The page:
The U.S. government was barred by a federal judge in San Francisco from destroying evidence relevant to lawsuits accusing the National Security Agency of illegal spying.
U.S. District Judge Jeffrey White said all records, documents, e-mails and storage tapes relevant to claims in lawsuits filed by the privacy rights group Electronic Frontier Foundation challenging NSA surveillance programs must be kept, including telephone records that normally would be destroyed five years after they were collected.
The order is the latest to affect bulk phone records collected under a government program that was disclosed in documents leaked by former security contractor Edward Snowden. EFF had argued that the data collection violates privacy rights.
The U.S. was ordered by the U.S. Foreign Intelligence Surveillance Court in Washington to destroy records it had collected that were five years old because the privacy rights of people whose records were swept up in the database outweighed the need to keep them for use in litigation.
The surveillance court later ruled that the NSA could keep the records after White issued a temporary restraining order on March 10 blocking destruction of the records until it could be determined whether the records would be needed in the EFF cases.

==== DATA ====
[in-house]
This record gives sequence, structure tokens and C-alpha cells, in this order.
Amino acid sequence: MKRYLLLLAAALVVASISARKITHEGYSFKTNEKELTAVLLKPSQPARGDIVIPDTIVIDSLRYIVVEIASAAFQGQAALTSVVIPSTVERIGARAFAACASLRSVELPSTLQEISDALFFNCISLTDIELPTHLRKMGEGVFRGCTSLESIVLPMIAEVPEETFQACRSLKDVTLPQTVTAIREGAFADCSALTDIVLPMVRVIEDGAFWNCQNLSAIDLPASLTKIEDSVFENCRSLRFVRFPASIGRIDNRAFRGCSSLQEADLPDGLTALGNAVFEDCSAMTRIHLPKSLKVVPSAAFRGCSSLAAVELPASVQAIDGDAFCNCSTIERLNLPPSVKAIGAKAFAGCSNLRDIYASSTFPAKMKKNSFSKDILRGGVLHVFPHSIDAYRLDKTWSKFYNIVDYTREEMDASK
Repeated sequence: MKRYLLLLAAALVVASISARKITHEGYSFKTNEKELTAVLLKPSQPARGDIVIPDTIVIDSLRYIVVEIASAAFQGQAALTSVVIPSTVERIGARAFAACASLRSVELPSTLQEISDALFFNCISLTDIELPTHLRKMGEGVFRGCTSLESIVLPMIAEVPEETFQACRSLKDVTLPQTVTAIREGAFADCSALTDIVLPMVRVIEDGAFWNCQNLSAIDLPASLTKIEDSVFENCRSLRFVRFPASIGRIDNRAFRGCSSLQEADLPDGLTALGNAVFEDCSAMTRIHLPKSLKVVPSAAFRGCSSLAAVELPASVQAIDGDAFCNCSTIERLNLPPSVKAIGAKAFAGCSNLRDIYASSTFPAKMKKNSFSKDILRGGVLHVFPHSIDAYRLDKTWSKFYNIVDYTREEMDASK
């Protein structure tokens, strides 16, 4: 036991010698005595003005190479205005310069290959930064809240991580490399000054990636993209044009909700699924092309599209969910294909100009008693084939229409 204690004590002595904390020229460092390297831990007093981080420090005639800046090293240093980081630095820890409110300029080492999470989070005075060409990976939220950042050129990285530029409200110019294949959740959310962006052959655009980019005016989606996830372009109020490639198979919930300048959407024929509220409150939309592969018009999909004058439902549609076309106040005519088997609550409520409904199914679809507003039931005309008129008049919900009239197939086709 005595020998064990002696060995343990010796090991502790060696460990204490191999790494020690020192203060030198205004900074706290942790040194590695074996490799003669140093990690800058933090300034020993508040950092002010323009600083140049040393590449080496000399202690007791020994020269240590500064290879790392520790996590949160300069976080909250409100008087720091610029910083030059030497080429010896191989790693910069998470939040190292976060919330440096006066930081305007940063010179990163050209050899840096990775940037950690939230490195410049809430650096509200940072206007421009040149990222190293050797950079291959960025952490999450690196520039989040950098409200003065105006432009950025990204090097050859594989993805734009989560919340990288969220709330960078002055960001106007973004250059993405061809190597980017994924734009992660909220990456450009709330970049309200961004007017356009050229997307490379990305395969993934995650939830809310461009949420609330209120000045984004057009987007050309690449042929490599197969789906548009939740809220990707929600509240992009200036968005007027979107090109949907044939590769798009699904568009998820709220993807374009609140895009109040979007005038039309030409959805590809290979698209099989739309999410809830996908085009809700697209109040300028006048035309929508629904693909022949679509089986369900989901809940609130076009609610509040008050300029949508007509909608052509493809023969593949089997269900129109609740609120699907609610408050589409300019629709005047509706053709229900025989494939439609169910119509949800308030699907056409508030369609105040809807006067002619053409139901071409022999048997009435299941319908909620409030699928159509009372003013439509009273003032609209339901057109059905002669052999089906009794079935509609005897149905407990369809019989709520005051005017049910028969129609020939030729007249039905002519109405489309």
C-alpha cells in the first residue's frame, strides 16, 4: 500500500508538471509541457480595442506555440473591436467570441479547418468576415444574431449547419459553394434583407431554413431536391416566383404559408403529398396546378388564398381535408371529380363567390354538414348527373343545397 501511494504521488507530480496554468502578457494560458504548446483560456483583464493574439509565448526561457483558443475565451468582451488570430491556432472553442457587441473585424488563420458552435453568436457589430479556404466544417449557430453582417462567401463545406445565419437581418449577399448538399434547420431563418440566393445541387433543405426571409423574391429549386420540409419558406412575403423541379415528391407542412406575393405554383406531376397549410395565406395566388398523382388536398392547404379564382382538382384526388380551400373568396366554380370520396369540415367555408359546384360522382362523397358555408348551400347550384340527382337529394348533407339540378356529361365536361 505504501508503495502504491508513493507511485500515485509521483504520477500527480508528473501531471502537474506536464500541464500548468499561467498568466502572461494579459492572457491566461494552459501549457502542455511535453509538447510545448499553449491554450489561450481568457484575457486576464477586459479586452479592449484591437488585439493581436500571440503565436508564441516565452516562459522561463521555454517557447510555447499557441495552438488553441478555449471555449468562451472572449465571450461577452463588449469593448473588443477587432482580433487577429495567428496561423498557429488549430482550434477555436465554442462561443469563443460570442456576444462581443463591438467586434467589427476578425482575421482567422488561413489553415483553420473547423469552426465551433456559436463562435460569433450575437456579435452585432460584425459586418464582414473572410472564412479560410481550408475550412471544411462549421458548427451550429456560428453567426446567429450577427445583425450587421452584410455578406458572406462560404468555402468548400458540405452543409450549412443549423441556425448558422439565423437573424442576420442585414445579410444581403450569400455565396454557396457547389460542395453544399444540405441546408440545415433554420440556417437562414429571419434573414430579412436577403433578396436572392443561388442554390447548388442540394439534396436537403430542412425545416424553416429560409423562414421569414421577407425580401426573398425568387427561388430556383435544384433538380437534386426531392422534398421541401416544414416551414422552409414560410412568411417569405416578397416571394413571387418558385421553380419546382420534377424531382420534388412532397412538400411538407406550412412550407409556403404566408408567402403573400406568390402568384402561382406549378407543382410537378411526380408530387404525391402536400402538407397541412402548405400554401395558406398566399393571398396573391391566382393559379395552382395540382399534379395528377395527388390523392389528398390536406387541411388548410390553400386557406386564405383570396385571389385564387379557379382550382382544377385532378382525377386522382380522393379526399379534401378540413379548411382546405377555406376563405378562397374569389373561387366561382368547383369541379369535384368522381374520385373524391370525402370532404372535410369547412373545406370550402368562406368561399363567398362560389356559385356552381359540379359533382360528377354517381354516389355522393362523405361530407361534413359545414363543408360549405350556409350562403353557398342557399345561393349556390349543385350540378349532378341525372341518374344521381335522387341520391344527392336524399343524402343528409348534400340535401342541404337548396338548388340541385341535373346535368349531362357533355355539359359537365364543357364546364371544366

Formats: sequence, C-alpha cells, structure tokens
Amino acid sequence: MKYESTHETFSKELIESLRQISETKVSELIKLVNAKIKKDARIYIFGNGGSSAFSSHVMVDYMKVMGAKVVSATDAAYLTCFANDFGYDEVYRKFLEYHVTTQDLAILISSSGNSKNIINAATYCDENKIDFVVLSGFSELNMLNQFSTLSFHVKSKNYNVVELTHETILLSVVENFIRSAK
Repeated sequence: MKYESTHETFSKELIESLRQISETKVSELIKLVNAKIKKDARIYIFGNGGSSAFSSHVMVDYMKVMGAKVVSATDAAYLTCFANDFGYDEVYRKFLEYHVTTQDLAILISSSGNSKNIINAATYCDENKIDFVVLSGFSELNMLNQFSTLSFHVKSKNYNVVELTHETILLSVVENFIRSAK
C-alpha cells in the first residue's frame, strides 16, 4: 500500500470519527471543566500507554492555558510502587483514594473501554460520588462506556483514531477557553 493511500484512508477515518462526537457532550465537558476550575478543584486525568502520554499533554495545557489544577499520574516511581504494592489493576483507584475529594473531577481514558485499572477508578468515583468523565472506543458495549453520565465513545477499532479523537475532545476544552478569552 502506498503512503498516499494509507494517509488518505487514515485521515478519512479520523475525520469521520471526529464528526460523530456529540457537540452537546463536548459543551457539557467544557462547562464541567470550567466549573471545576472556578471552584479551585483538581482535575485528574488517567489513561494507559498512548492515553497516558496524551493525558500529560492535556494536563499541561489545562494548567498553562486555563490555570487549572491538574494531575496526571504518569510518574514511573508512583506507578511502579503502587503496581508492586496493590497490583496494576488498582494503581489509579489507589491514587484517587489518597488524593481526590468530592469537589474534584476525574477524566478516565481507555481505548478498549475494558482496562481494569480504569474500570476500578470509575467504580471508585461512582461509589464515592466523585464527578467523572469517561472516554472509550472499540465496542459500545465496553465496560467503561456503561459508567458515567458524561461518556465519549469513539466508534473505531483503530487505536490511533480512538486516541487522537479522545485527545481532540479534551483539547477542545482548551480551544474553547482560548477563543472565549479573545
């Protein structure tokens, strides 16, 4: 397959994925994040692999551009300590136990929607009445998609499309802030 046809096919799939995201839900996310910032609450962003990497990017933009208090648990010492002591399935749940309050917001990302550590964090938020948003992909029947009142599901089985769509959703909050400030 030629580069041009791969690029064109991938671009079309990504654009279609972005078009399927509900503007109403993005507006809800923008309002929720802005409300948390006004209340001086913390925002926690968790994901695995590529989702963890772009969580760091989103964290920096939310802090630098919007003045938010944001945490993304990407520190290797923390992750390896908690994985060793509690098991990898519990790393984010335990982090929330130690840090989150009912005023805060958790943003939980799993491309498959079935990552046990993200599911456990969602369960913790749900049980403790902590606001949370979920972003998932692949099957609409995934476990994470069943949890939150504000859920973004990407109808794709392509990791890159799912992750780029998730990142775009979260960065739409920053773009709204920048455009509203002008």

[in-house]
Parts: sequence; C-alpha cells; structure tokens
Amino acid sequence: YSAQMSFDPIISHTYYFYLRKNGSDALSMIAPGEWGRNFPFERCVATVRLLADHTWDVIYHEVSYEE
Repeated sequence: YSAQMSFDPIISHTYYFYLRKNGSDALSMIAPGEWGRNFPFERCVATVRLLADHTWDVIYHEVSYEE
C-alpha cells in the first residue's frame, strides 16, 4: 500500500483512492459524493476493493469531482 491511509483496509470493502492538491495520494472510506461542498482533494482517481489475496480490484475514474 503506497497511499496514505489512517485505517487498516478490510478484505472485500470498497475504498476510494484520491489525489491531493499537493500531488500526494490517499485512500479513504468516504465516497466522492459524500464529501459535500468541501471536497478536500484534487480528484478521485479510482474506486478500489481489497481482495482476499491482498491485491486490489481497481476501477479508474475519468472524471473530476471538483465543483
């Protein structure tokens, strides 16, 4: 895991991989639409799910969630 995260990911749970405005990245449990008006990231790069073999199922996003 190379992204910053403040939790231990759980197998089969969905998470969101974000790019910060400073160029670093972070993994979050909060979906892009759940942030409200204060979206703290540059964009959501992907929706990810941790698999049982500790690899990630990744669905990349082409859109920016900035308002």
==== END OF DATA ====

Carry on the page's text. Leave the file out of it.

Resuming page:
Today, White ordered lawyers for the NSA and U.S. Justice Department to direct their clients to “halt such business or government practices” that involve the routine destruction of records that are relevant to the lawsuits and submit a statement to him by April 21 that his order has been carried out.
In Washington today, U.S. District Judge Reggie Walton, who presides over the FISC, ordered NSA lawyers to explain why they failed to notify him of orders to preserve evidence in the EFF cases.
The EFF case is First Unitarian Church of Los Angeles v. National Security Agency, 13-cv-03287, U.S. District Court, Northern District of California (San Francisco).